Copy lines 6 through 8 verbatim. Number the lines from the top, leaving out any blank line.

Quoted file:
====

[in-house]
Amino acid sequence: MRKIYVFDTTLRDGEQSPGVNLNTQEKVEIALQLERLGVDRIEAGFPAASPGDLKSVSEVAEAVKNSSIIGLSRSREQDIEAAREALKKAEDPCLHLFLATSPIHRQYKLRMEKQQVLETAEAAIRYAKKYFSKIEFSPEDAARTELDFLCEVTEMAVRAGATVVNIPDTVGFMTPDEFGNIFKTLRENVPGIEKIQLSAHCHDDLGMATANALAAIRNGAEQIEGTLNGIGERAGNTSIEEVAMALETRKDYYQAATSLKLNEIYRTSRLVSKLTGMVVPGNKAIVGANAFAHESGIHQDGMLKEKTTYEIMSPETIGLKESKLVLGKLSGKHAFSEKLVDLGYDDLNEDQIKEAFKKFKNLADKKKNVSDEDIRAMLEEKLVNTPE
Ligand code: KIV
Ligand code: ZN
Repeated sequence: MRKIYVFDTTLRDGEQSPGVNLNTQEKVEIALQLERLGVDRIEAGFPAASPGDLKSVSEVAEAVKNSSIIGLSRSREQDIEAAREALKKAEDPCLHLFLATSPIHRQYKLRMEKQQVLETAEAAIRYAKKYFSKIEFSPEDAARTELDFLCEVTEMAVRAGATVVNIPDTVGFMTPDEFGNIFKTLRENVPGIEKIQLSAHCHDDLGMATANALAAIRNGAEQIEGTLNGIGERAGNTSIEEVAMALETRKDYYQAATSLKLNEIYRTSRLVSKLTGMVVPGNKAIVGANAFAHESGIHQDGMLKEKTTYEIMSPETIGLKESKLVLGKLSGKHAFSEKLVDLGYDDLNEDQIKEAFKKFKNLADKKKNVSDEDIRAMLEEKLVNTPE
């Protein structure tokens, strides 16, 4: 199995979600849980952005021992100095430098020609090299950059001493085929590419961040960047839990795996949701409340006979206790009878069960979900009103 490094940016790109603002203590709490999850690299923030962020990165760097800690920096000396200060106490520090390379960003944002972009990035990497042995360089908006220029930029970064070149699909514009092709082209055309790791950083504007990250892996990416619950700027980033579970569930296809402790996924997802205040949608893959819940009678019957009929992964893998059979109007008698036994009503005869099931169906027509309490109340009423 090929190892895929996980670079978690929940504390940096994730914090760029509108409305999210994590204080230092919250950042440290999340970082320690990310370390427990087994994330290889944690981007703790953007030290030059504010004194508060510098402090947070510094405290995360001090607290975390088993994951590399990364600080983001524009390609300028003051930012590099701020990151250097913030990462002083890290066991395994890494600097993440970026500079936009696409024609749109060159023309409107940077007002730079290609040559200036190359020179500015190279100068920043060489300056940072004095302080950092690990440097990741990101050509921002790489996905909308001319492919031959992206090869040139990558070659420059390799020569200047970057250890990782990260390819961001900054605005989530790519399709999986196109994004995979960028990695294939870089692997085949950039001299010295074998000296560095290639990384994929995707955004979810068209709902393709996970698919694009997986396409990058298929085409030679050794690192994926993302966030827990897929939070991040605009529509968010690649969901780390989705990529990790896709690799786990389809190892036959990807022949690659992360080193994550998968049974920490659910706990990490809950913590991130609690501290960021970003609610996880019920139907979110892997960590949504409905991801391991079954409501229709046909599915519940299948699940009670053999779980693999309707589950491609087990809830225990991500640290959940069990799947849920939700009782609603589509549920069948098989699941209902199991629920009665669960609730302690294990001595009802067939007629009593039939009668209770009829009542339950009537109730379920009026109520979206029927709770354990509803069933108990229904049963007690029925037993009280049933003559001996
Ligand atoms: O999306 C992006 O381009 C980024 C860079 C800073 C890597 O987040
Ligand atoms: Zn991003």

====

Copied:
């Protein structure tokens, strides 16, 4: 199995979600849980952005021992100095430098020609090299950059001493085929590419961040960047839990795996949701409340006979206790009878069960979900009103 490094940016790109603002203590709490999850690299923030962020990165760097800690920096000396200060106490520090390379960003944002972009990035990497042995360089908006220029930029970064070149699909514009092709082209055309790791950083504007990250892996990416619950700027980033579970569930296809402790996924997802205040949608893959819940009678019957009929992964893998059979109007008698036994009503005869099931169906027509309490109340009423 090929190892895929996980670079978690929940504390940096994730914090760029509108409305999210994590204080230092919250950042440290999340970082320690990310370390427990087994994330290889944690981007703790953007030290030059504010004194508060510098402090947070510094405290995360001090607290975390088993994951590399990364600080983001524009390609300028003051930012590099701020990151250097913030990462002083890290066991395994890494600097993440970026500079936009696409024609749109060159023309409107940077007002730079290609040559200036190359020179500015190279100068920043060489300056940072004095302080950092690990440097990741990101050509921002790489996905909308001319492919031959992206090869040139990558070659420059390799020569200047970057250890990782990260390819961001900054605005989530790519399709999986196109994004995979960028990695294939870089692997085949950039001299010295074998000296560095290639990384994929995707955004979810068209709902393709996970698919694009997986396409990058298929085409030679050794690192994926993302966030827990897929939070991040605009529509968010690649969901780390989705990529990790896709690799786990389809190892036959990807022949690659992360080193994550998968049974920490659910706990990490809950913590991130609690501290960021970003609610996880019920139907979110892997960590949504409905991801391991079954409501229709046909599915519940299948699940009670053999779980693999309707589950491609087990809830225990991500640290959940069990799947849920939700009782609603589509549920069948098989699941209902199991629920009665669960609730302690294990001595009802067939007629009593039939009668209770009829009542339950009537109730379920009026109520979206029927709770354990509803069933108990229904049963007690029925037993009280049933003559001996
Ligand atoms: O999306 C992006 O381009 C980024 C860079 C800073 C890597 O987040
Ligand atoms: Zn991003």